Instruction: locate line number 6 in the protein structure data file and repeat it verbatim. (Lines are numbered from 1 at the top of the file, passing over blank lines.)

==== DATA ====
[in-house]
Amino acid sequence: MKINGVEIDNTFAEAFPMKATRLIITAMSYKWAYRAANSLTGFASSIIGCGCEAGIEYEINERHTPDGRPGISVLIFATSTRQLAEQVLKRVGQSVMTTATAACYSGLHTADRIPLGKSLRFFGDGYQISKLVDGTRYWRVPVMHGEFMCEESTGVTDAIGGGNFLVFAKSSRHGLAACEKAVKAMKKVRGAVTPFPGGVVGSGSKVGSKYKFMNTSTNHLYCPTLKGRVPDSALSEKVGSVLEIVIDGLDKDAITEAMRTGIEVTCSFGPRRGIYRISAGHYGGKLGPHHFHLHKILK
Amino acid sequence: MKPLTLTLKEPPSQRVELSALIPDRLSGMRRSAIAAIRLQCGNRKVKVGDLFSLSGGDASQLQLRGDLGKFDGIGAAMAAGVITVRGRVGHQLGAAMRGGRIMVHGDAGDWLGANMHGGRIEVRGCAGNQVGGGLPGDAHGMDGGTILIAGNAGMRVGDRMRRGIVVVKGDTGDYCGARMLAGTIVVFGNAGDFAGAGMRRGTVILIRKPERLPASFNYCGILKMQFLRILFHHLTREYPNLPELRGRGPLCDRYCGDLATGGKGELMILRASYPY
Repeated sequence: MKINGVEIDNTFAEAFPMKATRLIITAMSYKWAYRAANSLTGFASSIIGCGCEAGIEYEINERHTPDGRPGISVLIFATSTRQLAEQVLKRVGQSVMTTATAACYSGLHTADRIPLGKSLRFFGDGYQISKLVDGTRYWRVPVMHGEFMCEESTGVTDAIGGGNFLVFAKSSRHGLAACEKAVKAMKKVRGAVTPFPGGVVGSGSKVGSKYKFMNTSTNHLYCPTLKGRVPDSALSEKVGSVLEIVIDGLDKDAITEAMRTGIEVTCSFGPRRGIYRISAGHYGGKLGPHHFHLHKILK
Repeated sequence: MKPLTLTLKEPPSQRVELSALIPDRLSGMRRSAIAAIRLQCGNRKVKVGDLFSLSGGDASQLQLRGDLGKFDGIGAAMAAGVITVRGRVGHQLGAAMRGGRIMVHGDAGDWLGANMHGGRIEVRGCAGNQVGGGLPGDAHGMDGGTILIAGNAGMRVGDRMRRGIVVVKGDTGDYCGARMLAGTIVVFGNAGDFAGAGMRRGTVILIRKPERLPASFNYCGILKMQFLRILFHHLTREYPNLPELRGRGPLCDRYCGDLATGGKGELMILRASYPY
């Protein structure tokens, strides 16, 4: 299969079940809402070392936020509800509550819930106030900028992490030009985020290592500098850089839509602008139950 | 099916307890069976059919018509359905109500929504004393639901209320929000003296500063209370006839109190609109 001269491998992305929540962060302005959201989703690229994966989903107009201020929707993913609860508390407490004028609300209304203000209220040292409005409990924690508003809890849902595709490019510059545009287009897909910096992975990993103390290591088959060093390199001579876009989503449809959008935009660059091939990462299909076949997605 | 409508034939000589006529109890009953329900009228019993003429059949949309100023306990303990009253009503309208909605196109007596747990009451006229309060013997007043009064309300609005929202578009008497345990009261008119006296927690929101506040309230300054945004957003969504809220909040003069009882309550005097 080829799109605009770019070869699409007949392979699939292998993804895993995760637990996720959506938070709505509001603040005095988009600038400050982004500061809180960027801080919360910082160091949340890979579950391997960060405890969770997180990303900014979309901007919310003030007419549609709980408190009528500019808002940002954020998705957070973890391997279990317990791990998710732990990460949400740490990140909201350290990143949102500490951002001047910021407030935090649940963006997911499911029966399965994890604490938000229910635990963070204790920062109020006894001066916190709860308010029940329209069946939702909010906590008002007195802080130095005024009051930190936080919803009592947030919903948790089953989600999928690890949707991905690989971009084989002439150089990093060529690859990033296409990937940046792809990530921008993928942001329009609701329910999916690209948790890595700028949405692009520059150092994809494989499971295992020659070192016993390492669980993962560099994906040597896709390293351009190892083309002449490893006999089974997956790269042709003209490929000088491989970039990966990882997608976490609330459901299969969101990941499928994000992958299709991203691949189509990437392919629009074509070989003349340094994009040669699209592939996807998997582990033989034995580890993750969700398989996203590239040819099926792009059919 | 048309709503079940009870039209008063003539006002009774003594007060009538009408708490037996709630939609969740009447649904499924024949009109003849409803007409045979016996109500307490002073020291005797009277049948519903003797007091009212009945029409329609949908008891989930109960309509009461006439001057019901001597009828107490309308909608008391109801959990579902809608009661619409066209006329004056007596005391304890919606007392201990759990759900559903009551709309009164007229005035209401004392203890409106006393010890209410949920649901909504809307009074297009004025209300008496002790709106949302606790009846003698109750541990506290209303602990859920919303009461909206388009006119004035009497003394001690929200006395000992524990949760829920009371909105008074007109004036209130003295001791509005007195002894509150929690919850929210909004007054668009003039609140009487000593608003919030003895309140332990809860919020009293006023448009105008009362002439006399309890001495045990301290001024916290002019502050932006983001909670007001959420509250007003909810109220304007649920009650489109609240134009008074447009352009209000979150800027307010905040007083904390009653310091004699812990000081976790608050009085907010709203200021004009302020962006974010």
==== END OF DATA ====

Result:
């Protein structure tokens, strides 16, 4: 299969079940809402070392936020509800509550819930106030900028992490030009985020290592500098850089839509602008139950 | 099916307890069976059919018509359905109500929504004393639901209320929000003296500063209370006839109190609109 001269491998992305929540962060302005959201989703690229994966989903107009201020929707993913609860508390407490004028609300209304203000209220040292409005409990924690508003809890849902595709490019510059545009287009897909910096992975990993103390290591088959060093390199001579876009989503449809959008935009660059091939990462299909076949997605 | 409508034939000589006529109890009953329900009228019993003429059949949309100023306990303990009253009503309208909605196109007596747990009451006229309060013997007043009064309300609005929202578009008497345990009261008119006296927690929101506040309230300054945004957003969504809220909040003069009882309550005097 080829799109605009770019070869699409007949392979699939292998993804895993995760637990996720959506938070709505509001603040005095988009600038400050982004500061809180960027801080919360910082160091949340890979579950391997960060405890969770997180990303900014979309901007919310003030007419549609709980408190009528500019808002940002954020998705957070973890391997279990317990791990998710732990990460949400740490990140909201350290990143949102500490951002001047910021407030935090649940963006997911499911029966399965994890604490938000229910635990963070204790920062109020006894001066916190709860308010029940329209069946939702909010906590008002007195802080130095005024009051930190936080919803009592947030919903948790089953989600999928690890949707991905690989971009084989002439150089990093060529690859990033296409990937940046792809990530921008993928942001329009609701329910999916690209948790890595700028949405692009520059150092994809494989499971295992020659070192016993390492669980993962560099994906040597896709390293351009190892083309002449490893006999089974997956790269042709003209490929000088491989970039990966990882997608976490609330459901299969969101990941499928994000992958299709991203691949189509990437392919629009074509070989003349340094994009040669699209592939996807998997582990033989034995580890993750969700398989996203590239040819099926792009059919 | 048309709503079940009870039209008063003539006002009774003594007060009538009408708490037996709630939609969740009447649904499924024949009109003849409803007409045979016996109500307490002073020291005797009277049948519903003797007091009212009945029409329609949908008891989930109960309509009461006439001057019901001597009828107490309308909608008391109801959990579902809608009661619409066209006329004056007596005391304890919606007392201990759990759900559903009551709309009164007229005035209401004392203890409106006393010890209410949920649901909504809307009074297009004025209300008496002790709106949302606790009846003698109750541990506290209303602990859920919303009461909206388009006119004035009497003394001690929200006395000992524990949760829920009371909105008074007109004036209130003295001791509005007195002894509150929690919850929210909004007054668009003039609140009487000593608003919030003895309140332990809860919020009293006023448009105008009362002439006399309890001495045990301290001024916290002019502050932006983001909670007001959420509250007003909810109220304007649920009650489109609240134009008074447009352009209000979150800027307010905040007083904390009653310091004699812990000081976790608050009085907010709203200021004009302020962006974010």